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About Warakurna

Warakurna: All the stories got into our minds and eyes

About Warakurna

WARNING: Visitors should be aware that this website includes images and names of deceased people that may cause sadness or distress to Aboriginal and Torres Strait Islander peoples.

Colour photograph of a landscape with a reddish-brown rocky range in the distance, gum trees and grasses in the foreground and a blue sky beyond.
Yurliya, the Rawlinson Range. Photo: Tim Acker.

Where is Warakurna?

The Warakurna community lies near the foot of the spectacular Rawlinson Range, 300 kilometres west of Uluru (Ayers Rock).

This Western Desert community is situated near the meeting of the borders of Western Australia, South Australia and the Northern Territory.

About 180 people live in Warakurna. The community has a long history of artistic expression and Warakurna Artists is a thriving art centre at the heart of the community.

View the Western Desert map

Colour photograph showing five seated Aboriginal artists working on individual paintings. Various other paintings line the rear wall.
Warakurna artists at work. Photo: Tim Acker.

Ngaanyatjarra language and the Yarnangu people

The people of Warakurna speak Ngaanyatjarra as their first language and refer to themselves as ‘Yarnangu’.

Ngaanyatjarra is a language from the Western Desert, a broad area that stretches across the Western Australian interior, western South Australia and the south-west corner of the Northern Territory.

Warakurna and the Western Desert

Ngaanyatjarra people have strong ties with neighbouring Western Desert groups, including the Pintupi and Pitjantjatjara, who speak dialects of the same language and have a similar contact history.

Western Desert people were among the last Aboriginal people in Australia to have contact with Europeans. In the Warakurna area, contact between Yarnangu and Europeans was sporadic until the 1950s.

More on Western Desert art

Warakurna Artists video

Warakurna Artists introduce their country and art centre.

Eunice Yunurupa Porter draws the Seven Sisters Dreaming in the sand.

Community members make sculptures from tjanpi (grass) and purnu (wood), and hunt for goanna.

Courtesy Ngaanyatjarra Media, Alice Springs.

Warakurna works explained

Warakurna artists Eunice Porter and Judith Chambers, in Canberra for the official launch of the exhibition, explain the 'pukulpa' or happiness derived from sharing stories, culture and paintings with their children and the broader community.

These works show travels and ceremony, bush camps and life at the Warburton mission.

Recorded at the National Museum in December 2012.

Warakurna painting style

Warakurna artists have developed a distinctive painting style using figurative elements combined with more traditional forms of Western Desert art. Their approach to their art and storytelling is dynamic and innovative, employing a variety of media. Like the paintings, the tjanpi and purnu sculptures make a vital contribution to the life and economy of Western Desert communities.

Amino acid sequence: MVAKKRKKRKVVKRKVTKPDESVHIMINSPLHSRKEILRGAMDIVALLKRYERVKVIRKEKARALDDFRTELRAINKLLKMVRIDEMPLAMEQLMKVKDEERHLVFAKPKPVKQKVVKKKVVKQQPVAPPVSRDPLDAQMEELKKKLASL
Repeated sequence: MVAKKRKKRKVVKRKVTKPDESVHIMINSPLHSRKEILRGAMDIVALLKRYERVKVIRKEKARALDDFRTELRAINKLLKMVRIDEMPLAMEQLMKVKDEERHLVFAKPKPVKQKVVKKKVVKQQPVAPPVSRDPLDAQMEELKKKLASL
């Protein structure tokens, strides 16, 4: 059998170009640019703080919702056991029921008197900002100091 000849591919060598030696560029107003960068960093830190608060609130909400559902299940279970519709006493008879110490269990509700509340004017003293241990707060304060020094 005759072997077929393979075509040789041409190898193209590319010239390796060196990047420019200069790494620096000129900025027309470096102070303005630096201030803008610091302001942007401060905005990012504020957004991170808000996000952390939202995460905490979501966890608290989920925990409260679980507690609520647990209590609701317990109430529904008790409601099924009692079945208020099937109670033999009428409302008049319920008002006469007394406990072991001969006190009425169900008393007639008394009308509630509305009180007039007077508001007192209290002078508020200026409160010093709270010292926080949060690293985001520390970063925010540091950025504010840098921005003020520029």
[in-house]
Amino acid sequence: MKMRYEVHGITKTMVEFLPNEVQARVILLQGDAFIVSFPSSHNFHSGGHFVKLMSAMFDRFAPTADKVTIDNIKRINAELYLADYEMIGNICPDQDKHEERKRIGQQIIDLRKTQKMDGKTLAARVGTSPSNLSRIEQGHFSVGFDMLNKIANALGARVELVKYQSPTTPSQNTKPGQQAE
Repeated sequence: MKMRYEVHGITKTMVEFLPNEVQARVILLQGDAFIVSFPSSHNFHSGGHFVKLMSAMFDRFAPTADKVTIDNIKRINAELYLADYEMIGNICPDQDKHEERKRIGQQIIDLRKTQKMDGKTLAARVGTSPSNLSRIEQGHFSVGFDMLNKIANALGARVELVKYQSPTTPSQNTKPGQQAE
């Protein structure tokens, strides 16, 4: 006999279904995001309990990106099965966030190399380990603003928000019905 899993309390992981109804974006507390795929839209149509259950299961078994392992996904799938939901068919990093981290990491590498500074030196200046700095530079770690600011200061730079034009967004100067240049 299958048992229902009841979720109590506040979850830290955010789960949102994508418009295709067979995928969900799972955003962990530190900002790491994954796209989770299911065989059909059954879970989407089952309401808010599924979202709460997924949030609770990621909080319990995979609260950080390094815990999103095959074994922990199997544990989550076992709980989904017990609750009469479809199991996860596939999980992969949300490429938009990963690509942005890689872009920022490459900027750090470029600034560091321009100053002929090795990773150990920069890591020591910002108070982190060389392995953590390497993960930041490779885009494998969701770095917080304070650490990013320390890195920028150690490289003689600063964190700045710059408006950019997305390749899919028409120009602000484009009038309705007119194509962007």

Meet some of the Warakurna artists and explore their works

At left, a multi-coloured dot painting with three motor vehicles painted in white in the centre and another two in yellow dots on the right hand side. 'Warakurna Artists/ Ngaanyatjarra Lands / Keeping Culture Strong / Our / Art Centre' is written in the central section. To the right is a simple line diagram on a yellow background, pointing to various activities depicted in the painting alongside. These include: 'people with paintings', 'making tjanpi' and 'Inma (ceremony).


1874 Yarnangu observe a white person (explorer Ernest Giles) travelling through their country.

1900 An unknown number of Yarnangu, including the grandparents of people alive today, are murdered by a prospecting party led by Henry Hill.

1934 Yarnangu encounter missionaries 250 kilometres south-west of Warakurna. Yarnangu from the surrounding area begin to move towards the newly formed Warburton mission.

1950s British and Australian governments carry out weapons tests in the South Australian desert.

1956 Yarnangu living a traditional life in the Warakurna area make contact with staff at the newly constructed Giles meteorological station, built to support the weapons testing sites.

1960s Patrol officers based at Giles are instructed to clear any remaining Yarnangu living under the flight path of missiles launched from Woomera, South Australia, and take them to Warburton mission and other settlements.

1968 Due to overcrowding at Warburton mission, Yarnangu with ties to the Warakurna area are moved to Docker River settlement, 80 kilometres east of Warakurna.

1971 The contemporary Western Desert acrylic painting movement begins at Papunya settlement, 450 kilometres north-east of Warakurna.

1973 Yarnangu meet with the Department of Aboriginal Affairs to discuss the setting up of outstation communities on their land.

An acrylic painting on canvas showing an aerial view of a community in a multi-coloured landscape, with the text 'WARAKURNA COMMUNITY' written vertically alongside.
Warakurna Community, 2011, Tracy Yates, acrylic on canvas, 765 x 1015 x 33 mm. Donated through the Australian Government's Cultural Gifts Program by Wayne and Vicki McGeoch.

1974 A number of families move to the Warakurna area to set up their own homeland community.

1995 The first tjanpi (grass) basket weaving workshops are held in the Ngaanyatjarra lands.

2000 Warakurna women perform at the Opening Ceremony for the 2000 Olympic Games.

2004 Warakurna Artists is established as an art centre owned and governed by Yarnangu.

2005 Yarnangu are granted native title rights to Warakurna and surrounding areas.

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